Working at a publishing company means it’s never hard to get book recommendations, and one of the books that has been passed from cubicle to cubicle lately is The Handmaid’s Tale. I had never read anything by Margaret Atwood, but always wanted to, so I was excited when a coworker lent me a copy. Little did I know what I had been missing.
As I’ve mentioned several times before, my favorite books are ones that take me out of my own world while teaching me something about it. I love learning through defamiliarization because it challenges the assumption of normality in our everyday lives. It gives a different perspective on things we have become accustomed to experiencing every day—so much so that we don’t even notice them anymore. But authors like Margaret Atwood make us notice.
Long time no see! I know it seems like I’ve dropped off the face off the Earth, but not quite—I’ve been in Greece! My dad’s side of the family is Greek, and they organized a huge family reunion (150+ people) on the island of Crete. It was absolutely amazing and I already can’t wait to go back. Crete is the biggest island of Greece and sits in the middle of the Mediterranean Sea. One of the highlights of the trip was hiking through the Samariá Gorge (I may dedicate a whole post to the topic later). It was really long and really challenging, but very beautiful.
We also visited Athens, where I of course got to see the Acropolis and other ancient ruins. While seeing the ruins was amazing, the city was extremely hot and I was sad to see that there is graffiti and abandoned buildings everywhere. It seems like the economy is doing okay in Crete, but not so much in Athens.
I’m hoping to be able to post more frequently now that I’m back, but I also just got a new job which is taking up a lot of my time! Hopefully I’ll be back to reading and reviewing books very soon.
In the meantime, take a look at some pictures from my trip!
As I posted yesterday, I was nominated for a Liebster Award. Now I’m passing on the love to some other bloggers who I think are just as deserving of the award. Unsurprisingly, most of them are book bloggers. They are:
Big thanks to Lisa at The Most Happy for nominating me for a Liebster award! She has an excellent blog, so I’m very happy and humbled that she chose mine to share. It’s my first blogging award, so now I feel like an official blogger! In order to accept the award I must share 11 facts about myself, answer 11 questions from Lisa, and nominate 5–11 others. Sounds like fun!
1. I am a twin! I have a twin sister, but no, we aren’t identical. And I’m a minute older than her.
Have you ever wondered why decorated eggs are such a big deal at Easter? What do hard-boiled eggs have to do with the resurrection of Christ? And why is a rabbit bringing them?! Well, the answer is actually pretty interesting.
I never got to meet Esther Earl, but I feel like I just spent the past few days with her. Esther was an enthusiastic and loving girl who passed away from thyroid cancer at the age of 16. Before she died, she inspired people everywhere to make the world more awesome. One of these people was the author John Green, who wrote The Fault in Our Stars in her memory.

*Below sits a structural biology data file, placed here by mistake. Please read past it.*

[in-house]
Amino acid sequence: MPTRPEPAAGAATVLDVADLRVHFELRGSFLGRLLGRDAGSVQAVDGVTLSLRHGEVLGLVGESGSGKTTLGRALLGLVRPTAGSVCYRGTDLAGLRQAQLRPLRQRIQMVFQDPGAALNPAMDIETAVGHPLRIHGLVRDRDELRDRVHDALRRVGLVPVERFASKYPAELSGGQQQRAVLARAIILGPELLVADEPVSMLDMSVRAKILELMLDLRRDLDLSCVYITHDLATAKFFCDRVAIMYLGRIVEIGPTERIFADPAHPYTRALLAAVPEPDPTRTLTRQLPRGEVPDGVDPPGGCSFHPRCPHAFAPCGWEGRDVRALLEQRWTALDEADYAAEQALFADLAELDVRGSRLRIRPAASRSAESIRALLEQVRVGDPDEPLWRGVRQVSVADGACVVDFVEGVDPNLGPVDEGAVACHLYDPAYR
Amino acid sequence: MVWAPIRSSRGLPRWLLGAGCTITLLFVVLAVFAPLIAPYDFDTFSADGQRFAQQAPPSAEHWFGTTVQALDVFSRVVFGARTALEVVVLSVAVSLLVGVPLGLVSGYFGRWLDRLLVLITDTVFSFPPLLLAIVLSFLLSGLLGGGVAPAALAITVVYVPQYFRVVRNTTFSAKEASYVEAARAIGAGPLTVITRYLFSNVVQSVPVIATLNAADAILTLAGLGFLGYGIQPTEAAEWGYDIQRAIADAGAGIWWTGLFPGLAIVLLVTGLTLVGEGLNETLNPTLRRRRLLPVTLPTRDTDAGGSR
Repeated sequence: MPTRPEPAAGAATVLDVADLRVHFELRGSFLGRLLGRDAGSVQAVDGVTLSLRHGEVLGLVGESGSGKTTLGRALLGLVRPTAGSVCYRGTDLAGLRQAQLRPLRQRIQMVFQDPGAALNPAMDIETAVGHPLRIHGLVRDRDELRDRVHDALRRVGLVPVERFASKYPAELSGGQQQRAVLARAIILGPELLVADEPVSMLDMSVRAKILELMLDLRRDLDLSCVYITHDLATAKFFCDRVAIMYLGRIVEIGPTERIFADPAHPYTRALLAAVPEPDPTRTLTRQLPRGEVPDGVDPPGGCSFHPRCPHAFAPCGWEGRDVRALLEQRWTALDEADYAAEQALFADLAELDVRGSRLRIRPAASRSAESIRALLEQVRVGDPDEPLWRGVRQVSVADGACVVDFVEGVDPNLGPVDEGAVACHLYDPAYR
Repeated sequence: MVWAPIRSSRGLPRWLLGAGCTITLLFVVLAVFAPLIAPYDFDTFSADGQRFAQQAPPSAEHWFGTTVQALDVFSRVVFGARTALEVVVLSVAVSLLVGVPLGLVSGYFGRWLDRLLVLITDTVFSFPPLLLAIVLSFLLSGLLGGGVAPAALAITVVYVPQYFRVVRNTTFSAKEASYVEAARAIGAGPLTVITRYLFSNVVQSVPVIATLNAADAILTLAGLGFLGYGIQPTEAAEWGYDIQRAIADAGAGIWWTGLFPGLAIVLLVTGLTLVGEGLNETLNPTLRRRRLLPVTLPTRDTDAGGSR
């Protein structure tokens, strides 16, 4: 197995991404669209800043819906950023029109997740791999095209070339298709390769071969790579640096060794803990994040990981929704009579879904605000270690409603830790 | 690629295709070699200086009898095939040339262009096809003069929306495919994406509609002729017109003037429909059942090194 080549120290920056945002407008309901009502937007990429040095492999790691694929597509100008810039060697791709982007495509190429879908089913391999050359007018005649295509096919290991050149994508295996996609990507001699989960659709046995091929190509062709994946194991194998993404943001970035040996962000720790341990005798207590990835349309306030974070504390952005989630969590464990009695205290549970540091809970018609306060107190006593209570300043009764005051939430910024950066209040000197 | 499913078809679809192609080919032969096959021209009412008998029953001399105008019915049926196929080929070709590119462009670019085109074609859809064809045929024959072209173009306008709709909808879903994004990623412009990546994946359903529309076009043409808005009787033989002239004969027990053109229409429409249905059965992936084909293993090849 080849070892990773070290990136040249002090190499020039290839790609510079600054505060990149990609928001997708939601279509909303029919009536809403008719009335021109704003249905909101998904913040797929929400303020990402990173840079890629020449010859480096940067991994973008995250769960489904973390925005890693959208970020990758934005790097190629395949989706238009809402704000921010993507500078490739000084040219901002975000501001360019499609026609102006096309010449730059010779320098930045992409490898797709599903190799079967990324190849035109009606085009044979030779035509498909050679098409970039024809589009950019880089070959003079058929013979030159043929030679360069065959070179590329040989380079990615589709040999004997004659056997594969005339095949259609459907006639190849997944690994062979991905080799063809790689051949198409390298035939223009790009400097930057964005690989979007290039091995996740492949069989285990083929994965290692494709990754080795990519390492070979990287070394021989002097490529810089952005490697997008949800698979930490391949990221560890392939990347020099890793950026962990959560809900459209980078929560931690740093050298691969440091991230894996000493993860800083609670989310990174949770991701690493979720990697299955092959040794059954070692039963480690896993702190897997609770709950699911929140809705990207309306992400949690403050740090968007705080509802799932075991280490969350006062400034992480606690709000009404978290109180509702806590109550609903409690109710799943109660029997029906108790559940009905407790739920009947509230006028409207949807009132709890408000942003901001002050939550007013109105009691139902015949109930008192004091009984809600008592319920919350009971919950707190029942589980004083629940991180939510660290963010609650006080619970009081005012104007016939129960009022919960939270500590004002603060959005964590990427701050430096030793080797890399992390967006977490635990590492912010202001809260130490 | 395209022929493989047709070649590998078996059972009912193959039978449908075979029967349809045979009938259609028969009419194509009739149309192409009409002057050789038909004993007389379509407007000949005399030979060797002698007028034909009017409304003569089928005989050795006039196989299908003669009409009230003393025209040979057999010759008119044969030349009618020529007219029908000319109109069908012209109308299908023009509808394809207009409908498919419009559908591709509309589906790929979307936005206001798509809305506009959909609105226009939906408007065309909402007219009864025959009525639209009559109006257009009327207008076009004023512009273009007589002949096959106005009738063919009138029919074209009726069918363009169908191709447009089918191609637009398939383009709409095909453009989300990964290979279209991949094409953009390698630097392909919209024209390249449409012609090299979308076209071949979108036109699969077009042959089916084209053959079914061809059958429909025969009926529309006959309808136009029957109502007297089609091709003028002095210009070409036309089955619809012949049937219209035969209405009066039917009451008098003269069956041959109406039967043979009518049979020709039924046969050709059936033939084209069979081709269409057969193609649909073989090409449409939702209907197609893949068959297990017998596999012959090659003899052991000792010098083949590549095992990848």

Esther dreamed of becoming a published author, and at the beginning of 2014 she finally got her wish posthumously. After being diagnosed with cancer, this strong girl decided to write extensively about her feelings. Her parents compiled Esther’s journal entries, letters, blog posts, and drawings into a book called This Star Won’t Go Out. It’s a very special book, and I’m going to try and explain why it was so touching.
I’m getting close to the end of the 30-Day Book Challenge, and today’s prompt is “a book that changed your opinion on something.” This might seem like an odd choice, but my answer to this one is Geoffrey Chaucer’s The Canterbury Tales.
I took a class solely on Chaucer in college, expecting it to be very boring. Old language, old topics, old people. But I was surprised by how much I enjoyed the class and how much I learned from it. Many of the issues that Chaucer wrote about (misogyny, adultery, corrupt religion) are issues we still deal with today. People are still writing about the things Chaucer wrote about, but with different words.
And half the fun of reading Chaucer was learning Middle English. It’s a beautiful language, especially when read aloud, and it’s interesting to see the origin of some words we use today, as well as words that fell out of use. I’m still trying to bring words like “weylawey” and “corage” back into everyday use. I wonder why they ever disappeared!
Ultimately, The Canterbury Tales showed me that old literature does not have to be boring and outdated. Chaucer was actually hilarious, and had a knack for coming up with ridiculous situations. But even when being funny, he wrote about issues that many would be too scared to write about back then and even now. He wrote about gender roles and abuse, although there are many interpretations on what his messages were “supposed” to be. In any case, through Chaucer’s writing I realized that humans have not changed very much over the past 700 years, and neither has storytelling. It has always been a way of commenting on the human experience and shared struggles.